The project, as planned, will construct an elevated rapid transit line from the eastern edge of Kapolei, near the University of Hawaii-West Oahu campus, to Ala Moana Center. The line will pass through communities along southern Oahu, via Honolulu International Airport and downtown Honolulu. The plan also includes extensions west through Kapolei, and a link through Salt Lake. In addition, there will be extensions east to the University of Hawaii-Manoa campus and Waikiki.[9] The line will use 128 ft (39 m) trains carrying about 390 passengers each, similar in weight to light rail systems elsewhere in the United States (such as the MAX in Portland, Oregon), as opposed to heavier, and thus more expensive, lines found on rapid transit systems like the subways and elevated systems of Chicago and New York City.[10] However, the stations will be standalone structures and will be substantially bigger than typical light rail stations. Physically, the Honolulu system will have a good deal in common with light rapid transit systems such as SkyTrain in Vancouver, British Columbia or the Copenhagen Metro, as well as the Docklands Light Railway in London.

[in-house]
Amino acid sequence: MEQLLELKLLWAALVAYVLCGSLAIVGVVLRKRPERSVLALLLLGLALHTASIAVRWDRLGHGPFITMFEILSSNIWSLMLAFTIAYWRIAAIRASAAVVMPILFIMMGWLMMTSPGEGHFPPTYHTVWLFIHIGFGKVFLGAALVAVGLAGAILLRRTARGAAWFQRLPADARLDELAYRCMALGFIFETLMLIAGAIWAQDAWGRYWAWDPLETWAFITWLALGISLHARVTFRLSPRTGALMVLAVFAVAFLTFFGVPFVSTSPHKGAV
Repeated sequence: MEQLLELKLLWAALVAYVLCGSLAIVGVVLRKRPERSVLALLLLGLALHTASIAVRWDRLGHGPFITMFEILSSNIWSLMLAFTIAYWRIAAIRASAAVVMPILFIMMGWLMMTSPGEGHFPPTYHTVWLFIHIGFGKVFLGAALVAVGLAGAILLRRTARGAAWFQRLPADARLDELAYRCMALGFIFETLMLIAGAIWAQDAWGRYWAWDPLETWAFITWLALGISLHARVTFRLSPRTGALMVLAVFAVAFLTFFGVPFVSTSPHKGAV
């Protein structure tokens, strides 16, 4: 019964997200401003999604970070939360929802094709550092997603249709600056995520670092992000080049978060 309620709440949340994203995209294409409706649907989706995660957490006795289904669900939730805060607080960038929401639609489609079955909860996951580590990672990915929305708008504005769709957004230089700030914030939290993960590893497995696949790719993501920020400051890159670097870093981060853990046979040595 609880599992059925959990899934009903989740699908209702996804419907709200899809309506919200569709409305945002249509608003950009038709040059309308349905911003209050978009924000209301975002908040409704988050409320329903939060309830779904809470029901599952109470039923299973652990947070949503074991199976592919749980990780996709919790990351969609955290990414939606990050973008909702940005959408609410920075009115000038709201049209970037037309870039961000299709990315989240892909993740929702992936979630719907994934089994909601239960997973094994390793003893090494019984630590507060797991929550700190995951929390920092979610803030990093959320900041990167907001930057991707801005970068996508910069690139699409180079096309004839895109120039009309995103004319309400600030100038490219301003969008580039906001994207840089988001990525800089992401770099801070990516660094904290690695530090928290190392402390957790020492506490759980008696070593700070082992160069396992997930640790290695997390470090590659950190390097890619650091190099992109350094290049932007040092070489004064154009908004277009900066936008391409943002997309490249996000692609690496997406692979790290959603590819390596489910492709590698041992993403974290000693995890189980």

The system will be the first metro system in the United States to feature platform gates.[11]

Previous projects[edit]

For more than 40 years, Honolulu politicians have attempted to construct a rail transit line. As early as 1966, then-mayor, Neal S. Blaisdell, suggested a rail line as a solution to alleviate traffic problems in Honolulu, stating: "Taken in the mass, the automobile is a noxious mechanism whose destiny in workaday urban use is to frustrate man and make dead certain that he approaches his daily occupation unhappy and inefficient." [2]